At PasiMA, we are dedicated to the principles of transparency and accountability to the public, while focusing on the job of alleviating poverty and crime, improving the standard of living in the countries of our region, by making sure press freedom and critical opinion are never silenced.
That is PasiMA’s focus.
Today, with funding from the British government, PasiMA is close to completing its online training programme designed for working journalists, and media personnel.
The former Deputy High Commissioner in the Solomon Islands, Tom Oppenheim, made a special visit to Apia, to offer his government’s support.
Accompanied by the Australian media specialist, Professor Martin Hadlow, they insisted that “the most essential component of the project should be investigative journalism.”
The PasiMA board agrees.
We believe that given the disturbing trends of bureaucratic corruption spawning poverty around the region, investigative journalism should be given top priority.
PasiMA’s training programme consists of:
And so, how is PasiMA “putting the spotlight on those issues and concerns” we are worried about?
By moving forward steadily with its online educational programme so that regional journalists are well trained on making sure that that spotlight is never dimmed.
PasiMA believes that to be fully effective in its role as a media organization, it has to be completely free to operate; it also believes that all its members should be free to operate without restrictive policies or “degrees” holding them back.
As for the Samoa Observer, it too has been doing its bit to assist in the effort to alleviate poverty in Samoa. How?
With its Save the Child’s Fund, it has been assisting parents with children needing specialized treatment overseas, with their airfares. It has been doing for many years now.
Still, we agree that the need to alleviate poverty in our small island countries is imperative. They have got to be addressed by everyone.
Let us be reminded that these issues will not be solved even if regional media unity is achieved. They will be solved only if government and media corruption are removed, and accountability and transparency are not abused.
Thank you for your attention.
The suggestion by the Tautua Samoa Party last week for the Government to look at the possibility of granting student loans to allow more students to gain a university qualification is an interesting thought.
First, it’s a popular idea; a recommendation that members of the public will immediately embrace. All you need to do is read the story on page 3 of your newspaper today to know that the Opposition will gain a lot of support. Given the financial difficulties most families are experiencing, who would say no to a loan? And knowing some people, they’ll just take the money and run with total disregard to whether they can repay it.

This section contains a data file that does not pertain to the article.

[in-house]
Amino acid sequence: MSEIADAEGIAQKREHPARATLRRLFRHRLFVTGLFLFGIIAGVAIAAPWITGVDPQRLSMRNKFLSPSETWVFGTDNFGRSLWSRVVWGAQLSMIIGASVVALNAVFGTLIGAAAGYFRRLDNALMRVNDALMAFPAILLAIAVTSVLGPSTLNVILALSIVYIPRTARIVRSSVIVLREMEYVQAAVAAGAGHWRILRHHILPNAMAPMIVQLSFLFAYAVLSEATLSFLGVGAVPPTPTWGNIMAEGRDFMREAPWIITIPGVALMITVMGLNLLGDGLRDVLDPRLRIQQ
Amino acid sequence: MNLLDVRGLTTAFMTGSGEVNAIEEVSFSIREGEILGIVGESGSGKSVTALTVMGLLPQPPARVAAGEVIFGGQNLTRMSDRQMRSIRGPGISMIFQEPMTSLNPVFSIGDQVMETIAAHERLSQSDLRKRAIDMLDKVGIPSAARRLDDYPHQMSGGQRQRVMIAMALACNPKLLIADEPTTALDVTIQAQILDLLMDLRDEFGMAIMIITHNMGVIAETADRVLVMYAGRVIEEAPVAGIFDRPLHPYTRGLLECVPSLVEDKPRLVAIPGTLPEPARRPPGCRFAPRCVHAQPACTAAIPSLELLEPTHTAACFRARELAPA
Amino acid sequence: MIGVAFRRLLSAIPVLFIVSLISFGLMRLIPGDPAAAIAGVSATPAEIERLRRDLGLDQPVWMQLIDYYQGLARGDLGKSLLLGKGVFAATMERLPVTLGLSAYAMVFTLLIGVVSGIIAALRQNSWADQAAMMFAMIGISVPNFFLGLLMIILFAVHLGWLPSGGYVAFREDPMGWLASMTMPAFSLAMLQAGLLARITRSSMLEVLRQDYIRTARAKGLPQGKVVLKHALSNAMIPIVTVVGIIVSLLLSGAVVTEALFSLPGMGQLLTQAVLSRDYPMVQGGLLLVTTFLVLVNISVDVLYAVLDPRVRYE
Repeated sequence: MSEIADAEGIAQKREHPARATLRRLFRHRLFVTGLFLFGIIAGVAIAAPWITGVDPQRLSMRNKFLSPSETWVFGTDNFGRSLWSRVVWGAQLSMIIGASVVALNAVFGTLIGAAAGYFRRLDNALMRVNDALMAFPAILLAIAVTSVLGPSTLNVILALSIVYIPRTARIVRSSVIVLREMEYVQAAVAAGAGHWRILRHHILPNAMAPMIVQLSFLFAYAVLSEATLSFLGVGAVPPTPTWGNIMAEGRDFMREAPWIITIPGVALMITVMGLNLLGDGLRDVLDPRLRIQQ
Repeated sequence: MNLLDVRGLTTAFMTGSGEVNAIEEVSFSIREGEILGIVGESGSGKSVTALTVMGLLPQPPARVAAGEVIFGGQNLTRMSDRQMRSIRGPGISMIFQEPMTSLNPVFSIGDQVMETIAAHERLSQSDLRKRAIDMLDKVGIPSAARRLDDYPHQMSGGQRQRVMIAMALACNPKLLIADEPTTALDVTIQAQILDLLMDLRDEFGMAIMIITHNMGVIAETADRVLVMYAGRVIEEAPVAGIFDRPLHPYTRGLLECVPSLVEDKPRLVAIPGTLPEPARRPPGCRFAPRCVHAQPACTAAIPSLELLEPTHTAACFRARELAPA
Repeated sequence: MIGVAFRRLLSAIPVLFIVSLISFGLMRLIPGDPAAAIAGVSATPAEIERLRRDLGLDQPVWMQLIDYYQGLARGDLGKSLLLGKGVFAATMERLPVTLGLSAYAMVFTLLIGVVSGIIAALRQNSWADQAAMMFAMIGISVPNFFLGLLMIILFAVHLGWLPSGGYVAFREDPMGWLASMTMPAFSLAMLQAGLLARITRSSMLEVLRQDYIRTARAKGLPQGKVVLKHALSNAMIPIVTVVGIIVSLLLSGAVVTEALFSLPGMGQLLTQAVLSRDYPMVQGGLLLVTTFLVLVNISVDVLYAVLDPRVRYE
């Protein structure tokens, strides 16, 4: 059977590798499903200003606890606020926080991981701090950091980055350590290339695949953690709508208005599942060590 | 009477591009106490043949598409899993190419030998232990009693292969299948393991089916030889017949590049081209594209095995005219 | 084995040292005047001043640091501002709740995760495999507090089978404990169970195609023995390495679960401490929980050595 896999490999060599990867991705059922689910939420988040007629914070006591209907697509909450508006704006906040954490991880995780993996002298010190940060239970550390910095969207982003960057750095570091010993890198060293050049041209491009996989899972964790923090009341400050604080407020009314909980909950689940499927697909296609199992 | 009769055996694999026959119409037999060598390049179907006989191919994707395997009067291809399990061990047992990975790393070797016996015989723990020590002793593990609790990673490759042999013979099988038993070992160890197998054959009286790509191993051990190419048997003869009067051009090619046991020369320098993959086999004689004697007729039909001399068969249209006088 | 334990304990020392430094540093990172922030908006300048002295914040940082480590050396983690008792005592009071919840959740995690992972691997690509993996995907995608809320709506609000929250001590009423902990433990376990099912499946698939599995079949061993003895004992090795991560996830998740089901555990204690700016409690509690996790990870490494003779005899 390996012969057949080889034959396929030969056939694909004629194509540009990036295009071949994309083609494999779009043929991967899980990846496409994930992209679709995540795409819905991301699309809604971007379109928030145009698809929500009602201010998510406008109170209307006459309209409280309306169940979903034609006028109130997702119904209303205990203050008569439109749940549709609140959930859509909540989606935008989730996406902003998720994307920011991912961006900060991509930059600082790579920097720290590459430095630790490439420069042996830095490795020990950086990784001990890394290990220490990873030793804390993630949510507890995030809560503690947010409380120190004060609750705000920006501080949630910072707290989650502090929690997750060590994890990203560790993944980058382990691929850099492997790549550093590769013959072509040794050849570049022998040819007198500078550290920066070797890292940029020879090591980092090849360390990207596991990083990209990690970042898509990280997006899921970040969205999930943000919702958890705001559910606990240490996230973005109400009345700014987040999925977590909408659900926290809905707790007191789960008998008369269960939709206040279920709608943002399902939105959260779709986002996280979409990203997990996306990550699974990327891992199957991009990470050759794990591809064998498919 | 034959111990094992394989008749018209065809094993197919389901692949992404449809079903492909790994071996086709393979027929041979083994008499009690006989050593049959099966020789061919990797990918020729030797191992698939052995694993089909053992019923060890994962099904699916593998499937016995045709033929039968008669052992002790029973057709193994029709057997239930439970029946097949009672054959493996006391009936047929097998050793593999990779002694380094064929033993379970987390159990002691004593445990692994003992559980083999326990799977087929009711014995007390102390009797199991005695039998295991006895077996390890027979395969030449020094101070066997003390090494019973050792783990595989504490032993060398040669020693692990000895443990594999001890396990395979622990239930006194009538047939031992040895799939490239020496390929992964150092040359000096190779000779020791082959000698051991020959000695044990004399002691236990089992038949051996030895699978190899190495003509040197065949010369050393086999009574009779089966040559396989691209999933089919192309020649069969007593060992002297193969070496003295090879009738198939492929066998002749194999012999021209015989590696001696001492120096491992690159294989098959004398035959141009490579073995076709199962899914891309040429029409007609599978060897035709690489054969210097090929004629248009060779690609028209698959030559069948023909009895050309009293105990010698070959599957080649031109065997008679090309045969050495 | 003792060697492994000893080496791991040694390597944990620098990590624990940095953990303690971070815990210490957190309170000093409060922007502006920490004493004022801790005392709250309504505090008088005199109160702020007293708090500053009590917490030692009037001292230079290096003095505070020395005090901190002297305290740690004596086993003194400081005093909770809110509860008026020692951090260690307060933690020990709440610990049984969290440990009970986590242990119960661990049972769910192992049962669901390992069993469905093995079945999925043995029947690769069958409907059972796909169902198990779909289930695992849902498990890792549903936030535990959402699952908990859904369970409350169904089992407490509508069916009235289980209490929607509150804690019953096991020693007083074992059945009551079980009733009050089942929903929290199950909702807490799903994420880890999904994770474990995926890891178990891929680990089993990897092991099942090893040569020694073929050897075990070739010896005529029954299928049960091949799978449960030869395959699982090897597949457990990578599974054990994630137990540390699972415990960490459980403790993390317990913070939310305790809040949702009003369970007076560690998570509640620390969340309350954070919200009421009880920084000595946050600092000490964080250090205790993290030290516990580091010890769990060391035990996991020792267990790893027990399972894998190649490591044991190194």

Let’s see. The Public Service Commission (PSC) has sacked another Assistant Chief Executive Officer (ACEO). The termination of Mulipola Atonio Mulipola, the ACEO of the Fisheries Division of the Ministry of Agriculture, Forest and Fisheries (MAF) is the second high-profile sacking in less than a month.
The first one was an ACEO of the Ministry of Women, Community and Social Development who was convicted for theft as a servant.
The editorial published in this newspaper on 14 September 2012 under the title “In that case then, who wants a government?” and was subsequently posted on the paper’s website, received quite an interesting mixture of online comments indicating worry.
It discussed the evidently affable relationship between the governments of Samoa and the Peoples Republic of China, with the latter pouring millions of aid dollars into the former, so that it seems clear enough why many Samoans here and abroad are worried.
A few years ago when an 8.0 magnitude earthquake triggered a tsunami that killed 143 people on the south coast of Upolu - destroying millions worth of properties - Samoa reaped a windfall in terms of assistance.
Money-wise, millions worth of aid came from left, right and centre. At the time, it seemed like anyone and everyone wanted to give a little – and a lot - to help. Which was fantastic for Samoa of course because such help enabled the Government to do many things – including giving $18,000 worth of assistance - to every family whose home was wiped by the deadly waves.
A few years later, another natural disaster devastated Samoa.